February 1st–the start of the 12th Annual Women In Horror Month. So throughout this month expect at least a few appropriately related posts, starting today with The Mask.
I’ll be honest. I’m not much of a fan of 3D flicks. The effects usually become distractions and/or attention grabbers resulting all too often in “What else can we make jump out at the audience?” Still, let’s talk about this 1961 Canadian 3D effort, shall we? A psychiatrist, Dr. Allen Barnes (Paul Stevens), tries to calm his patient, Michael (Martin Lavut, looking much like a cross between Anthony Perkins and Roman Polanski).
Michael suffers a psychotic break from the effects of a mysterious tribal mask. He soon commits suicide, but not before sending the mask to Barnes. Like any objective (ahem) scientist, he almost immediately puts the mask on.
And this is where The Mask gets clever with its 3D effects. The 3D segments are more extended but still only take up about fourteen minutes of screen time keeping the 3D effects from chewing up the scenery throughout the film.
There are good reasons for this. One, the 3D scenes only occur when Barnes wears the mask (itself a ghastly looking thing). The mask tells him, “Put the mask on now! Put the mask on now!” This also served as the cue for the audience to put on their 3D glasses. Not a bad gimmick, that.
All the 3D scenes, therefore, take place in this hallucinatory “mask world.” The visuals for this surreal, hallucinatory nightmare world were designed by Slavko Vorkapić, widely considered a master of montage.
What does this have to do with Women In Horror? It’s a fair question. Vorkapić, director Julian Roffman, and the main characters are all male. Well, it turns out a little backstory is in order.
It starts back in 1990 in Boston. At the time, I was a frequent participant in the open mic at Naked City Coffeehouse, held on the second floor of what was called the Allston Mall. Also on the second floor was the Primal Plunge Bookstore where I first found this:
Yep. The cover is from The Mask. Obviously, I bought it. But I never got around to tracking down a copy of the film until a couple years ago while I had also been reading New Cthulhu: The Recent Weird edited by Paula Guran.
And that brings me to Caitlín R. Kiernan’s story, “Pickman’s Other Model (1929).” Kiernan’s story picks up shortly after where Lovecraft’s “Pickman’s Model” leaves off. Blackman, her narrator, relates his association with his friend, Thurber (who Kiernan shrewdly establishes as the narrator of “Pickman’s Model”). Thurber has committed suicide.
Tasked with sorting through Thurber’s papers, Blackman uncovers some unsettling sketches of silent movie actress, Vera Endecott. Endecott is described as “a woman whose loveliness might merely be a glamour concealing some truer, feral face,” and he compares her to such contemporaries as Musidora and Theda Bara.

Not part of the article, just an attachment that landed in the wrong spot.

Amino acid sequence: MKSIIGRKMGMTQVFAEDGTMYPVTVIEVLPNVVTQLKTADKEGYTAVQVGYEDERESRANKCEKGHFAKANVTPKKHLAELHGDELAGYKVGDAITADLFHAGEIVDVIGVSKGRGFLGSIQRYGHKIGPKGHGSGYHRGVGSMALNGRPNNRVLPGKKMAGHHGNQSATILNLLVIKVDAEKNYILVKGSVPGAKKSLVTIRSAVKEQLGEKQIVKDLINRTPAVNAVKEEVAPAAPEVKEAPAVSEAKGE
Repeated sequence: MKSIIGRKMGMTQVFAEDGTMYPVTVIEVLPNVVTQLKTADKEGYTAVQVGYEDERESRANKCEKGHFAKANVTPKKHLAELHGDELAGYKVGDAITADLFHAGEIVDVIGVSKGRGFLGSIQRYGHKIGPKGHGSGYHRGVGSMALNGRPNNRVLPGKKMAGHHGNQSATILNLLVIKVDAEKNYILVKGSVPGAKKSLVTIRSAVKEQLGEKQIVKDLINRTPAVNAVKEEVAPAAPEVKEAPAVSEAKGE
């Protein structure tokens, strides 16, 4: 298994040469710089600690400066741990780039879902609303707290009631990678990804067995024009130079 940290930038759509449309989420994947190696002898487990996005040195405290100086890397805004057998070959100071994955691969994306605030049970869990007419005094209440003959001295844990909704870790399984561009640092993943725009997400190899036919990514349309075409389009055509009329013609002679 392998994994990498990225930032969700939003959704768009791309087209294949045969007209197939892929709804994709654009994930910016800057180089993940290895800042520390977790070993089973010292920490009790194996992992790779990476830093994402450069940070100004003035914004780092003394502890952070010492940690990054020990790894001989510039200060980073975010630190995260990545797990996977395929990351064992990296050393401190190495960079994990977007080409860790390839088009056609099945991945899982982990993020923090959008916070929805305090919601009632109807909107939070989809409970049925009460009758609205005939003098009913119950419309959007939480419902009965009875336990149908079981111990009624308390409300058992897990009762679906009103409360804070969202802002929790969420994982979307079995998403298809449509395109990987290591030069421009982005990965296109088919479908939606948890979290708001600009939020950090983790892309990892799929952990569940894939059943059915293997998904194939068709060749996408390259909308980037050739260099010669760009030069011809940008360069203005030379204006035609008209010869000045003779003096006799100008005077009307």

Sidenote: Brian McNaughton adds to this discussion of “the look,” specifically meaning The Innsmouth Look, in his story “The Doom That Came To Innsmouth” listing Herbert Hoover, Edward G. Robinson, and Gloria Swanson as further examples.
Blackman himself sounds respectably like one more in a long line of ill-fated Lovecraft protagonists: “the mind may not…simply forget the weird and dismaying revelations visited upon men and women who choose to ask forbidden questions.” It’s straight out of the Lovecraft playbook. Barnes could have said it in The Mask.
There are two connections I want to make to The Mask. One is that the story could have come right out of the Lovecraft Mythos: a cursed object which triggers unexplainable dread leading to obsession, nightmares, bizarre visions, madness, and death.
Sometimes that cursed object is a film. This happens in Silvia Moreno-Garcia’s story “Flash Frame” and Fabien Delage’s Fury Of The Demon. It also happens here in Kiernan’s story. Blackman sees a disturbing film featuring Endecott leading to all those aforementioned results.
It’s worth pointing out that The Mask is creepy, underratedly so. But Kiernan’s passages about Endecott’s film look like they could have come directly from The Mask. Her imagery and Vorkapić’s montage work–both are atmospheric, otherworldly, sinister. My point is, reading “Pickman’s Other Model (1929)” significantly ramps up The Mask’s creepazoidinal factor.
Come to think of it, The Mask came out in 1961. “Pickman’s Other Model (1929)” was published in 2008. I wonder if, just maybe…
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